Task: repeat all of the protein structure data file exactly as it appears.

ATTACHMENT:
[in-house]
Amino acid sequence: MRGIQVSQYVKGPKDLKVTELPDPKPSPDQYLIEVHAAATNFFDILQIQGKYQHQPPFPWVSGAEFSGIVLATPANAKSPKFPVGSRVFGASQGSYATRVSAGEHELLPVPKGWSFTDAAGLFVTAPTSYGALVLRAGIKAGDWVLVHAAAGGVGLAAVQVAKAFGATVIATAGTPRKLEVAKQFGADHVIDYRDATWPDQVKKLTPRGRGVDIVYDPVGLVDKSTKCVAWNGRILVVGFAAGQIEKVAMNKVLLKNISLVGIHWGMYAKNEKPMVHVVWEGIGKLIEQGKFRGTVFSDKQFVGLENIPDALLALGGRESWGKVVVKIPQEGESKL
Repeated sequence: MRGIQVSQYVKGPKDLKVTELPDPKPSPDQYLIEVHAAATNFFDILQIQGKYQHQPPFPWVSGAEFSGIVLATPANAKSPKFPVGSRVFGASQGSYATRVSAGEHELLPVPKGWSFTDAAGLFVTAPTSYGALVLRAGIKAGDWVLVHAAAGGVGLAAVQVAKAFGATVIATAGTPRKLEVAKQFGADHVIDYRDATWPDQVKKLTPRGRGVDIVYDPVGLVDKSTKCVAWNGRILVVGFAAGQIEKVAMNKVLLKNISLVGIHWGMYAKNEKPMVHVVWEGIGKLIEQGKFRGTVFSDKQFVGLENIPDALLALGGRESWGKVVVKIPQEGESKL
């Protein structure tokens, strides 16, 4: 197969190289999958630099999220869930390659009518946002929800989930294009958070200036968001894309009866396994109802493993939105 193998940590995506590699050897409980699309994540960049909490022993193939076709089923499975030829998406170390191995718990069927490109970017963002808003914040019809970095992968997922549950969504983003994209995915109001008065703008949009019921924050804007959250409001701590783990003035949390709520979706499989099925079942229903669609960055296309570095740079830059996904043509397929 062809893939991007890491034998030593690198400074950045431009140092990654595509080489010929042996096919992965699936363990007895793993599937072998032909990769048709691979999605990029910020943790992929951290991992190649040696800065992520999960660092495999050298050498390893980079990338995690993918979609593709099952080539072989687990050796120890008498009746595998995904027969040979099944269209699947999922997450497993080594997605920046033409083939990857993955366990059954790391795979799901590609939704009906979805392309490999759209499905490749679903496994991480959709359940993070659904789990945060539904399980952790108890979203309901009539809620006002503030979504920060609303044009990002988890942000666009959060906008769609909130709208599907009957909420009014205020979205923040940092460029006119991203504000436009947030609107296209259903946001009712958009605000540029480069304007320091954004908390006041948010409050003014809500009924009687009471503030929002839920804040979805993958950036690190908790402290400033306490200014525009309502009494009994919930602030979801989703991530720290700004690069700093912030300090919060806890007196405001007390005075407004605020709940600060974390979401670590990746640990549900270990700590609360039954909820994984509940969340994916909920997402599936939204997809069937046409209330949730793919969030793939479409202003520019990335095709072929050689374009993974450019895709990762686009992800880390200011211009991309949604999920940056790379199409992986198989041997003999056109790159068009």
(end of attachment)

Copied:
[in-house]
Amino acid sequence: MRGIQVSQYVKGPKDLKVTELPDPKPSPDQYLIEVHAAATNFFDILQIQGKYQHQPPFPWVSGAEFSGIVLATPANAKSPKFPVGSRVFGASQGSYATRVSAGEHELLPVPKGWSFTDAAGLFVTAPTSYGALVLRAGIKAGDWVLVHAAAGGVGLAAVQVAKAFGATVIATAGTPRKLEVAKQFGADHVIDYRDATWPDQVKKLTPRGRGVDIVYDPVGLVDKSTKCVAWNGRILVVGFAAGQIEKVAMNKVLLKNISLVGIHWGMYAKNEKPMVHVVWEGIGKLIEQGKFRGTVFSDKQFVGLENIPDALLALGGRESWGKVVVKIPQEGESKL
Repeated sequence: MRGIQVSQYVKGPKDLKVTELPDPKPSPDQYLIEVHAAATNFFDILQIQGKYQHQPPFPWVSGAEFSGIVLATPANAKSPKFPVGSRVFGASQGSYATRVSAGEHELLPVPKGWSFTDAAGLFVTAPTSYGALVLRAGIKAGDWVLVHAAAGGVGLAAVQVAKAFGATVIATAGTPRKLEVAKQFGADHVIDYRDATWPDQVKKLTPRGRGVDIVYDPVGLVDKSTKCVAWNGRILVVGFAAGQIEKVAMNKVLLKNISLVGIHWGMYAKNEKPMVHVVWEGIGKLIEQGKFRGTVFSDKQFVGLENIPDALLALGGRESWGKVVVKIPQEGESKL
């Protein structure tokens, strides 16, 4: 197969190289999958630099999220869930390659009518946002929800989930294009958070200036968001894309009866396994109802493993939105 193998940590995506590699050897409980699309994540960049909490022993193939076709089923499975030829998406170390191995718990069927490109970017963002808003914040019809970095992968997922549950969504983003994209995915109001008065703008949009019921924050804007959250409001701590783990003035949390709520979706499989099925079942229903669609960055296309570095740079830059996904043509397929 062809893939991007890491034998030593690198400074950045431009140092990654595509080489010929042996096919992965699936363990007895793993599937072998032909990769048709691979999605990029910020943790992929951290991992190649040696800065992520999960660092495999050298050498390893980079990338995690993918979609593709099952080539072989687990050796120890008498009746595998995904027969040979099944269209699947999922997450497993080594997605920046033409083939990857993955366990059954790391795979799901590609939704009906979805392309490999759209499905490749679903496994991480959709359940993070659904789990945060539904399980952790108890979203309901009539809620006002503030979504920060609303044009990002988890942000666009959060906008769609909130709208599907009957909420009014205020979205923040940092460029006119991203504000436009947030609107296209259903946001009712958009605000540029480069304007320091954004908390006041948010409050003014809500009924009687009471503030929002839920804040979805993958950036690190908790402290400033306490200014525009309502009494009994919930602030979801989703991530720290700004690069700093912030300090919060806890007196405001007390005075407004605020709940600060974390979401670590990746640990549900270990700590609360039954909820994984509940969340994916909920997402599936939204997809069937046409209330949730793919969030793939479409202003520019990335095709072929050689374009993974450019895709990762686009992800880390200011211009991309949604999920940056790379199409992986198989041997003999056109790159068009």